CLINTON, Hon. George (c.1685-1761).
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Family and Education
b. c.1685, 2nd s. of Francis Fiennes, 6th Earl of Lincoln, by his 2nd w. Susan, da. of Anthony Penniston. m. Anne, da. and coh. of Gen. Peter Carle, 3s. 3da.
Capt. R.N. 1716; r.-adm. 1743; v.-adm. 1745; adm. 1747; adm. of the fleet 1757.
Gov. Newfoundland 1731-7, New York 1741-53.
Superseded as governor of New York without his ‘knowledge, privity, or consent’,1 Clinton returned to England and was elected on the Admiralty interest at Saltash, paying ‘the whole of the expense’2 for his election. On 26 June 1755 he wrote to Newcastle recalling the manner of his dismissal, stating that he had never received his salary of £1200 a year as governor, and adding: ‘I have been pointed at and greatly neglected since I came home, and for what reason I cannot conceive, unless it be owing to my unalterable attachment to your Grace (particularly on the Mitchell election, since which I have lost all manner of favour and correspondence with Lord Anson).’3 On 21 July 1755 he pressed Newcastle for a naval appointment or a pension; and on 20 Nov. stated that for £1200 a year he was willing ‘to resign his pretensions to all rank and service in the navy’. But he wished to have it for life since he would forfeit his half pay, and could not otherwise preserve his seat, and in Parliament might ‘have an opportunity of being useful to his Grace’. Apparently there was an ‘obstruction’ to his having this sum for life, and on 30 Jan. 1756 he declared that he was ‘the only officer, except another in the House of Commons, upon bare half pay’, and asked if it ‘could not be made up to him as full pay, in order to reimburse the expense of his election’. If Newcastle thought it ‘absolutely necessary’ that he should vacate his seat he expected ‘that whoever succeeds him will refund the £500 he paid for coming in’.4 Apparently he did not receive a pension, but in 1757 was appointed admiral of the fleet at £5 a day.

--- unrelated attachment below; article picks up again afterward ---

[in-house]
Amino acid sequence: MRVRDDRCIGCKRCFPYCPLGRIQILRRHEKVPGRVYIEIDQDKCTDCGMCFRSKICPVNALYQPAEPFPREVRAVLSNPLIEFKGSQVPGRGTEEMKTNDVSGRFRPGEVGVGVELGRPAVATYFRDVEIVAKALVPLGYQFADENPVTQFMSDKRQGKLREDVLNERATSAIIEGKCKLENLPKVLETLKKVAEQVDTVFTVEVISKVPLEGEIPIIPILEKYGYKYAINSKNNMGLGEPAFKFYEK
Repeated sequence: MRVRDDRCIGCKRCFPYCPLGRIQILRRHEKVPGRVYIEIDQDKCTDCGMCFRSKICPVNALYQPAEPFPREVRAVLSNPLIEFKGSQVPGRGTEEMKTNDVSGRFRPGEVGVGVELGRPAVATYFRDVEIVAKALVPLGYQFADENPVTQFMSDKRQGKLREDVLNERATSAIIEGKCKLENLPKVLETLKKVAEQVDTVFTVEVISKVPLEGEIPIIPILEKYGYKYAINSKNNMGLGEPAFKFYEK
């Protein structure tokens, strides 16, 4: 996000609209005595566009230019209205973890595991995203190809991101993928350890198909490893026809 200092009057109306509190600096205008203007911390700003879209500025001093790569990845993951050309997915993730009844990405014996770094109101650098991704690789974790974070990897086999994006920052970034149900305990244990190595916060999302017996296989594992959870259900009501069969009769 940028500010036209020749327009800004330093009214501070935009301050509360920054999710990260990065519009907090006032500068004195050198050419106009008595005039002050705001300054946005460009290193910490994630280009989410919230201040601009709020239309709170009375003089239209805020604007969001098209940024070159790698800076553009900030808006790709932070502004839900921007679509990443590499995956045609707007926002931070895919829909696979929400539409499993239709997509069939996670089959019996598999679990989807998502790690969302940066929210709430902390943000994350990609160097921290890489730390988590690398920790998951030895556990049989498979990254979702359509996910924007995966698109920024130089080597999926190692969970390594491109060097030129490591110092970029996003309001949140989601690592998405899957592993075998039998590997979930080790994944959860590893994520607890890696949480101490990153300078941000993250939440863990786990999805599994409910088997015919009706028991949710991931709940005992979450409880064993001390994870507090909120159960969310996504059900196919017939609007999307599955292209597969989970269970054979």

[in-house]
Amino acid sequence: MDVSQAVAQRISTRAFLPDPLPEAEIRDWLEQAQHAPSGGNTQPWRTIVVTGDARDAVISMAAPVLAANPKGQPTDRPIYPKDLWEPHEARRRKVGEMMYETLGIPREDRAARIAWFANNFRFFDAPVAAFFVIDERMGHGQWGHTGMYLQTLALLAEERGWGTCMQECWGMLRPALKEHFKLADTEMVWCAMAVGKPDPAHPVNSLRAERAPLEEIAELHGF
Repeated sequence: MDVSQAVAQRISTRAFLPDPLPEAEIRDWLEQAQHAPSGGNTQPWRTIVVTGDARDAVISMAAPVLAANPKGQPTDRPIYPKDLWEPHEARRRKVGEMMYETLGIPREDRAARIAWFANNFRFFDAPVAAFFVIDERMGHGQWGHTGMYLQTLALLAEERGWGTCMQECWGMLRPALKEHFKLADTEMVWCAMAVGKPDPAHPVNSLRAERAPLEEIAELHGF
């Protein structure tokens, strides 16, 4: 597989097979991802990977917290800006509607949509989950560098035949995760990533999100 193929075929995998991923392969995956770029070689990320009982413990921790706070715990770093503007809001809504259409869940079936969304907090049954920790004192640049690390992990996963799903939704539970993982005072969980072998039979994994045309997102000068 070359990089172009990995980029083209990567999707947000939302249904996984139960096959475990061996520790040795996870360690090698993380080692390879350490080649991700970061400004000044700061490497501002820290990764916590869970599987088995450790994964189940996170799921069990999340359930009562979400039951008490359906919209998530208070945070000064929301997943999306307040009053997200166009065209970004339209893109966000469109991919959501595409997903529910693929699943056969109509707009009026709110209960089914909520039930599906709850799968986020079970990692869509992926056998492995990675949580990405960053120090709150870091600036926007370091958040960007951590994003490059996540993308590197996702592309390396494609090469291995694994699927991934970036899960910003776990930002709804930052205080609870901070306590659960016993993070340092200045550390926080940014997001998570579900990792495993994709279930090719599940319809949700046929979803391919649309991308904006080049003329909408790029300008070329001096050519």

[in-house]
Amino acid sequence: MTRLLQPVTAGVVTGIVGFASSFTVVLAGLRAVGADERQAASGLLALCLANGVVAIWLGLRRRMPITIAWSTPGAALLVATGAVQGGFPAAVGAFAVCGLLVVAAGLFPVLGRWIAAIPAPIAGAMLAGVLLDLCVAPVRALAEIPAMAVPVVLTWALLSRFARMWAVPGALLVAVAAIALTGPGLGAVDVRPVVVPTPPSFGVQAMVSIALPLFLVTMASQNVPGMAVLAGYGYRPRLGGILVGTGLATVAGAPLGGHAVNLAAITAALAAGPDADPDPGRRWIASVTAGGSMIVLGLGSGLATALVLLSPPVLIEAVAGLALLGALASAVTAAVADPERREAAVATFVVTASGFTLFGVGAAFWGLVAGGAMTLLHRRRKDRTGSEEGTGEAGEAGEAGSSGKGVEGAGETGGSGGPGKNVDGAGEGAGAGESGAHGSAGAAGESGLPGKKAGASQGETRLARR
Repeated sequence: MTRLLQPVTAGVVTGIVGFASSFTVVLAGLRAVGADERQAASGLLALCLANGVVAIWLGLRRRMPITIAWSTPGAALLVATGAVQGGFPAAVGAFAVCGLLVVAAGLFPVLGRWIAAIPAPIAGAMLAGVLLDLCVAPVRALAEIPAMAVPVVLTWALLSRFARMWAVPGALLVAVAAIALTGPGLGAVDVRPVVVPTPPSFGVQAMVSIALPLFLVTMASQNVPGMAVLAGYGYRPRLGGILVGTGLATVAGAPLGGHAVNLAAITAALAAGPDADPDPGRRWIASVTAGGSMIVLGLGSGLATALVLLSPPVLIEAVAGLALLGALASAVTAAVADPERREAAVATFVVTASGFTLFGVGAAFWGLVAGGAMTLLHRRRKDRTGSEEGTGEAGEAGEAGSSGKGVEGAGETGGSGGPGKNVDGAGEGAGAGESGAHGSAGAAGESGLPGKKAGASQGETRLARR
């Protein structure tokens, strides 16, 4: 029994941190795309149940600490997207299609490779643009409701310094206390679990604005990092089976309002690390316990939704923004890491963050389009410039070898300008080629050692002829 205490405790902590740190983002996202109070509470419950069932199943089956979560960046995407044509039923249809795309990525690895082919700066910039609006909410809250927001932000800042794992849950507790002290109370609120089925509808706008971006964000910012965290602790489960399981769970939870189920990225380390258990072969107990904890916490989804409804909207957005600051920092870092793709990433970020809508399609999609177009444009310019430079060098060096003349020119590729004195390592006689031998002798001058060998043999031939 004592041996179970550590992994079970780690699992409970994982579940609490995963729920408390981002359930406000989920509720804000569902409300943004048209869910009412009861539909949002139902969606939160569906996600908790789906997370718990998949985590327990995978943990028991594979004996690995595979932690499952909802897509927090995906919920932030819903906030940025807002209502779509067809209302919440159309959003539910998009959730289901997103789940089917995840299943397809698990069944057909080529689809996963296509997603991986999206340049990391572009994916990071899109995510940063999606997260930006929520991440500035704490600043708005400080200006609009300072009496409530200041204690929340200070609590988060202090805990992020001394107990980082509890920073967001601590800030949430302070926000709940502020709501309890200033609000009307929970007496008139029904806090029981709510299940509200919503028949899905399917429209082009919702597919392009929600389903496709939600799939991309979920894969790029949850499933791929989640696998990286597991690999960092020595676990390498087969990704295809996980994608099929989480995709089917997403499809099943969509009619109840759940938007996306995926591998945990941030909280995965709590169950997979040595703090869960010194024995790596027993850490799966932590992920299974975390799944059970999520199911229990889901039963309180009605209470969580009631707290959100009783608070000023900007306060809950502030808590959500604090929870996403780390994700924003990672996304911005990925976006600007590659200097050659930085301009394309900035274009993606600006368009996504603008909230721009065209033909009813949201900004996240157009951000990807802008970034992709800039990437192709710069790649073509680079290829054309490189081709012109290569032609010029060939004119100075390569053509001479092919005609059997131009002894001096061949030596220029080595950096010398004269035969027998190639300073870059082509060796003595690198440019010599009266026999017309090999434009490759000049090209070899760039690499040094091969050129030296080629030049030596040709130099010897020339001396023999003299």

He died 10 July 1761.